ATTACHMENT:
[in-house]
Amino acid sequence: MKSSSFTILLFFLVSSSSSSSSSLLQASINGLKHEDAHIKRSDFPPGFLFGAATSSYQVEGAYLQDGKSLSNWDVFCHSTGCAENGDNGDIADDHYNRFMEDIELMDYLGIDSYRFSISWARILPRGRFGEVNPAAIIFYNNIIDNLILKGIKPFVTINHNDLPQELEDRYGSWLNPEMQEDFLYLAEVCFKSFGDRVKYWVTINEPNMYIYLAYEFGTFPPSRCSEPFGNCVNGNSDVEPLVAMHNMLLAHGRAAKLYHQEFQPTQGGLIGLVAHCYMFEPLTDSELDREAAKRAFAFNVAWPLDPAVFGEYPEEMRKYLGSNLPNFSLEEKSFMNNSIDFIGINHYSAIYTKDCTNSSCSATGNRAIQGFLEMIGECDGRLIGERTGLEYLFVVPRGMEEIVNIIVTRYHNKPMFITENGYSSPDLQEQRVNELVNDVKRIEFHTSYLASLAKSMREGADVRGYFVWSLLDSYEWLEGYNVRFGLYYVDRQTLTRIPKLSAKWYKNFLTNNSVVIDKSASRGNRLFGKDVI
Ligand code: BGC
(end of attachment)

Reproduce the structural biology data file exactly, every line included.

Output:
[in-house]
Amino acid sequence: MKSSSFTILLFFLVSSSSSSSSSLLQASINGLKHEDAHIKRSDFPPGFLFGAATSSYQVEGAYLQDGKSLSNWDVFCHSTGCAENGDNGDIADDHYNRFMEDIELMDYLGIDSYRFSISWARILPRGRFGEVNPAAIIFYNNIIDNLILKGIKPFVTINHNDLPQELEDRYGSWLNPEMQEDFLYLAEVCFKSFGDRVKYWVTINEPNMYIYLAYEFGTFPPSRCSEPFGNCVNGNSDVEPLVAMHNMLLAHGRAAKLYHQEFQPTQGGLIGLVAHCYMFEPLTDSELDREAAKRAFAFNVAWPLDPAVFGEYPEEMRKYLGSNLPNFSLEEKSFMNNSIDFIGINHYSAIYTKDCTNSSCSATGNRAIQGFLEMIGECDGRLIGERTGLEYLFVVPRGMEEIVNIIVTRYHNKPMFITENGYSSPDLQEQRVNELVNDVKRIEFHTSYLASLAKSMREGADVRGYFVWSLLDSYEWLEGYNVRFGLYYVDRQTLTRIPKLSAKWYKNFLTNNSVVIDKSASRGNRLFGKDVI
Ligand code: BGC